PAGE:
Unhappy with the unfavorable ruling, on July 29, 2015 OSHA issued a proposed rule “Clarification of Employer’s Continuing Obligation to Make and Maintain Accurate Records of Each Recordable Injury and Illness.” According to OSHA, the rule is meant to “clarify that the duty to make and maintain an accurate record of an injury or illness continues for as long as the employer must keep and make available records for the year in which the injury or illness occurred. The duty does not expire if the employer fails to create the necessary records when first required to do so.”  In short, this agency action is not an attempt to clarify an existing duty but to create a new one by undoing the holding in the Volks case.

Public comments to the proposed rule were submitted in September 2015. On October 14, 2016, OSHA submitted the final rule to the Office of Information and Regulatory Affairs (OIRA) signaling that a final rule may be issued in the next several months.  Under Executive Order 12866, OIRA reviews agency rulemaking to “ensure that agencies carefully consider the consequences of rules (including both benefits and costs) before they proceed.”

OIRA has 90 days to review the final rule and hold stakeholders meetings, if such meetings are requested. After its review, OIRA may clear the rule for promulgation and issuance in the Federal Register or return the rule to OSHA for reconsideration.  If OIRA reviews and clears the final rule it could be issued shortly before the swearing in of the next President in January 2017.


Possible Further Extension on Anti-Retaliation Provisions (Incentive & Drug Testing Policies)

Last week a federal judge requested that OSHA agree to further extend the November 1st effective date for the anti-retaliation provisions in OSHA’s “Improve Tracking of Workplace Injuries and Illnesses” also known as the Electronic Recordkeeping rule.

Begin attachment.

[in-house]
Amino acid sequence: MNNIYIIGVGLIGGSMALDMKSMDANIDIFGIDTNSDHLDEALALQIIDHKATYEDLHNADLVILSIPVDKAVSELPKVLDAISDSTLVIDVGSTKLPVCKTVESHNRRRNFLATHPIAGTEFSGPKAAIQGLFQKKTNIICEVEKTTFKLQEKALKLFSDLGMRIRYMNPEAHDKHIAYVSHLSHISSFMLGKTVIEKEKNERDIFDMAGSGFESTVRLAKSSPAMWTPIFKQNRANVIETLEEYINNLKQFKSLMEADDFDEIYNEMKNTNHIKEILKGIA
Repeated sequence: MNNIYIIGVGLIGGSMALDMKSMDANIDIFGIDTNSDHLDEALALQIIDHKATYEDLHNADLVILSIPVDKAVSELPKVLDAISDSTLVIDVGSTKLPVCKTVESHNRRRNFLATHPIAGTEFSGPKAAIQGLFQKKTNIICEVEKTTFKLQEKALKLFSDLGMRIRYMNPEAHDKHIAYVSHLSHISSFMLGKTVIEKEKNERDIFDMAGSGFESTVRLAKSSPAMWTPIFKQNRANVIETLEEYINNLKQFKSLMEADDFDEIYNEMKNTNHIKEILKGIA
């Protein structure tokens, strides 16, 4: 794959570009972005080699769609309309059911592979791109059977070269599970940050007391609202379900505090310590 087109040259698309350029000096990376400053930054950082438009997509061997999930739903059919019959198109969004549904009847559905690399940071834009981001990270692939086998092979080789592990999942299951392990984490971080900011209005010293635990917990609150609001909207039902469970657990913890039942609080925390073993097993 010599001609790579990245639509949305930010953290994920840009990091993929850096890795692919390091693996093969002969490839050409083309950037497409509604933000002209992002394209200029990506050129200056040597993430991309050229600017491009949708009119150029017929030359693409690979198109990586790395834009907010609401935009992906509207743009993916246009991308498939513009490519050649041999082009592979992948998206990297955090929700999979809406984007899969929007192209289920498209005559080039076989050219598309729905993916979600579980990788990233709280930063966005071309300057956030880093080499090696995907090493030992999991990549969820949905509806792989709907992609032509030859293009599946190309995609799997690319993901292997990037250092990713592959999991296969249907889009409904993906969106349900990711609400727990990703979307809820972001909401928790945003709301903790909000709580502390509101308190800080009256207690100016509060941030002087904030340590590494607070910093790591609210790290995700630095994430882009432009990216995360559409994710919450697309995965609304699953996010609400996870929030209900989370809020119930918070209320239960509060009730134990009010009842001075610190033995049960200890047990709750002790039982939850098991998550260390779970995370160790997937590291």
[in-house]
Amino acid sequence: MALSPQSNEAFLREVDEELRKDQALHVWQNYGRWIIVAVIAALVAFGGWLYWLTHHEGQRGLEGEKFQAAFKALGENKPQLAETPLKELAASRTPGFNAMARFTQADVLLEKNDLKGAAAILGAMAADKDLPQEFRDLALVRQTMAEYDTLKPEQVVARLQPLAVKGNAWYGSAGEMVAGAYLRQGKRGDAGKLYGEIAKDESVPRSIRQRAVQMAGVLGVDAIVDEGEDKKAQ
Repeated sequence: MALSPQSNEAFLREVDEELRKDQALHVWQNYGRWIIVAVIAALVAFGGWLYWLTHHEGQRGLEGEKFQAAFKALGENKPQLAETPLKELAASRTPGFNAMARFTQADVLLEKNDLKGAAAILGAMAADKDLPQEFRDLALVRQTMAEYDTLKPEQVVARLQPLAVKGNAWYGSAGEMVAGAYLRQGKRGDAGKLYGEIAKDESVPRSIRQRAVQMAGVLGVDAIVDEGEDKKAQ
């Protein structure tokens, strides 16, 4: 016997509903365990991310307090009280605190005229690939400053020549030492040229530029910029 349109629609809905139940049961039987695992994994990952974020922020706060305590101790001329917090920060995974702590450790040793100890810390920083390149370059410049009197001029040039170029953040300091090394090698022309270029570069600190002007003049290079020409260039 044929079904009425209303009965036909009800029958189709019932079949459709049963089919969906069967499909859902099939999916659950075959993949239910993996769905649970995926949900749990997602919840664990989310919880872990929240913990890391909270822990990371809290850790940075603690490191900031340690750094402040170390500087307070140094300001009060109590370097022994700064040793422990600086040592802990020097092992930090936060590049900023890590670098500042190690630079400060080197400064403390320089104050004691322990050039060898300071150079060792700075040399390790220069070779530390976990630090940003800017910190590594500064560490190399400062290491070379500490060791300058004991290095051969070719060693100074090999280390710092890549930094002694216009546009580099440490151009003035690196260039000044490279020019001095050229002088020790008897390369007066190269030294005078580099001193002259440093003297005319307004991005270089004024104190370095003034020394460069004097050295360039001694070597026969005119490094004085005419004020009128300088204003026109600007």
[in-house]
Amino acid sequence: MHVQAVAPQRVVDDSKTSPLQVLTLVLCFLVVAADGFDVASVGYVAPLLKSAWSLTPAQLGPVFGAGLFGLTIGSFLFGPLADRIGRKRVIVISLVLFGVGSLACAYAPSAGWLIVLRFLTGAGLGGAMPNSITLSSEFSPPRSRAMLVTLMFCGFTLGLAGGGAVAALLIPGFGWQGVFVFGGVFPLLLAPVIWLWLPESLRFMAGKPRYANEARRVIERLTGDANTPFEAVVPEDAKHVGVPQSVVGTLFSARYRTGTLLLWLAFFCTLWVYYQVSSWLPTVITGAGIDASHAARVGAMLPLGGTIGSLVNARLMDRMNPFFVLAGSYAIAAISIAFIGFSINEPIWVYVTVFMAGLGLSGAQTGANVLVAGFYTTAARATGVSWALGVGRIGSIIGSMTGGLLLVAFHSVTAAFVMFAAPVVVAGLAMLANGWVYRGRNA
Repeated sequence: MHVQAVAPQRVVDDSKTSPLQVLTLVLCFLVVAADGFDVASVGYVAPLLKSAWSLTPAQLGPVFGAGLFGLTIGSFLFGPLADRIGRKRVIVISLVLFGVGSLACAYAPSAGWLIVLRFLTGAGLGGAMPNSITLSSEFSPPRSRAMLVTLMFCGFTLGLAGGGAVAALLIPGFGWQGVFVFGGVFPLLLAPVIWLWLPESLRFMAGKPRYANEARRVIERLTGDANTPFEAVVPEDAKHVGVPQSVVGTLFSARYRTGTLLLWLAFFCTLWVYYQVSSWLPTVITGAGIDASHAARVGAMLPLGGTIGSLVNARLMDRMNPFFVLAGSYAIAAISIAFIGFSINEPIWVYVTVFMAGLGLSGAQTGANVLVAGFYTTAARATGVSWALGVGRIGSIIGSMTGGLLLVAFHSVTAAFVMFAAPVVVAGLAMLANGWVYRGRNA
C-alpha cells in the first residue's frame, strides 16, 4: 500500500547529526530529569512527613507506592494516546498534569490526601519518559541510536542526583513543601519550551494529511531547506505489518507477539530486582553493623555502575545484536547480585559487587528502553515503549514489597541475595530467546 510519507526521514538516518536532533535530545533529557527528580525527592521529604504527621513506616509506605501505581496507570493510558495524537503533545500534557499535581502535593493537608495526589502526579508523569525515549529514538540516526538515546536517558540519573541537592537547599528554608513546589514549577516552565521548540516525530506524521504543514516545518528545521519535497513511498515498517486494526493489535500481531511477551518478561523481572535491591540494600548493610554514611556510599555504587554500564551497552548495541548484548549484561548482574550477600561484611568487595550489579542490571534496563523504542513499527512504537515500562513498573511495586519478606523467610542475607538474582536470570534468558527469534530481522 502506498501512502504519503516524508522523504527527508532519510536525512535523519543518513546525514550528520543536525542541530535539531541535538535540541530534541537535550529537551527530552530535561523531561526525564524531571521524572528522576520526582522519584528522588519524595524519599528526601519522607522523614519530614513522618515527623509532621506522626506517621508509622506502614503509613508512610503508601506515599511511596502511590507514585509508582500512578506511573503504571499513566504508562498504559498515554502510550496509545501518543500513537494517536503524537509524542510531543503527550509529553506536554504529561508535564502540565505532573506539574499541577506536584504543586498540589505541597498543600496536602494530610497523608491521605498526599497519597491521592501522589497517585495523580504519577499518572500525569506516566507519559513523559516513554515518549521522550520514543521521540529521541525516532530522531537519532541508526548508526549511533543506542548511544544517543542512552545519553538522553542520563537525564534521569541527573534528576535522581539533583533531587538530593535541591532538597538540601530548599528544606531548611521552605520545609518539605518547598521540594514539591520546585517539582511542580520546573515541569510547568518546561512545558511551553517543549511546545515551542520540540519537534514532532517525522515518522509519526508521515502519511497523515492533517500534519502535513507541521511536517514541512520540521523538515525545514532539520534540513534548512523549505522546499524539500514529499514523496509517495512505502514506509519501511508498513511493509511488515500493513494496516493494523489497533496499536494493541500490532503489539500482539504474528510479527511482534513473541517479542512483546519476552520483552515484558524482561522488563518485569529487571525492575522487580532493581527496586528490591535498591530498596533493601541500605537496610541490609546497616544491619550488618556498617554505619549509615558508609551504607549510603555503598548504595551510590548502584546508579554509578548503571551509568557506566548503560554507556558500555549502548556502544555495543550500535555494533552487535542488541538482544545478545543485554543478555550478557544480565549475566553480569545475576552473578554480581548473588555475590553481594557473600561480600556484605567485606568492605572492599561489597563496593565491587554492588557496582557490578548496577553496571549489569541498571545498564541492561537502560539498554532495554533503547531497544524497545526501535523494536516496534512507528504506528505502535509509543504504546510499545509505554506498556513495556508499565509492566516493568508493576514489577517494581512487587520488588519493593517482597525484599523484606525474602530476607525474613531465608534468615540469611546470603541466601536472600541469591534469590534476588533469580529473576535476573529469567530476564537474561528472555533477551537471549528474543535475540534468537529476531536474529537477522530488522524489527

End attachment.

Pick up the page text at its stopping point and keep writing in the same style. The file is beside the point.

In May 2016, OSHA published the final rule requiring electronic submission of Part 1904 recordkeeping records to OSHA depending on the employer’s size and industry. Specifically, employers with 250 or more employees (including part-time, seasonal or temporary workers) in each establishment are required to electronically submit their 300, 300A and 301 forms to OSHA on an annual basis and employers with more than 20 but less than 250 employees in certain identified industries are required to electronically submit their 300A form on an annual basis.

Additionally, the final rule establishes employer injury reporting policies and anti-retaliation provisions. The final rule requires employers to develop employee injury and illness reporting requirements that met specific criteria.

Specifically, employers must inform employees of the following:

  • Procedures for reporting work-related injuries and illnesses promptly and accurately.  According to the final rule, a procedure is not reasonable if it would deter or discourage employees from reporting injuries or illnesses;
  • Employees have the right to report work-related injuries and illnesses;
  • Employers are prohibited from discharging or in any manner discriminating against employees for reporting work-related injuries or illnesses.

Under the anti-retaliation provisions OSHA has indicated that certain safety incentive policies and post-incident drug testing policies will be considered as discriminatory because, according to OSHA, they discourage employees from reporting work-related injuries and illnesses. The final rule was challenged by several trade associations and a preliminary injunction was sought to delay the effective date of the anti-retaliation provisions until a decision in the case was reached.   The preliminary injunction requested nationwide relief, including relief for all employers.  OSHA is objecting to this preliminary injunction and the request for nationwide relief.

In an Order issued on October 14, the judge requested that OSHA grant an additional extension until December 1, 2016 to allow the parties additional time to brief the issue of whether a nationwide injunction for the parties as well as non-parties should be granted. OSHA has until October 18th to notify the court in writing as to whether it will grant the extension until December 1, 2016.

OSHA’s Walking-Working Surfaces Final Rule Expected Soon

Last week, OSHA’s proposed rule for Walking-Working Surfaces and Personal Protective Equipment (Fall Protection Systems) in General Industry (Subpart D and Subpart I) cleared the White House Office of Management and Budget (OMB), signaling the forthcoming final publication by OSHA.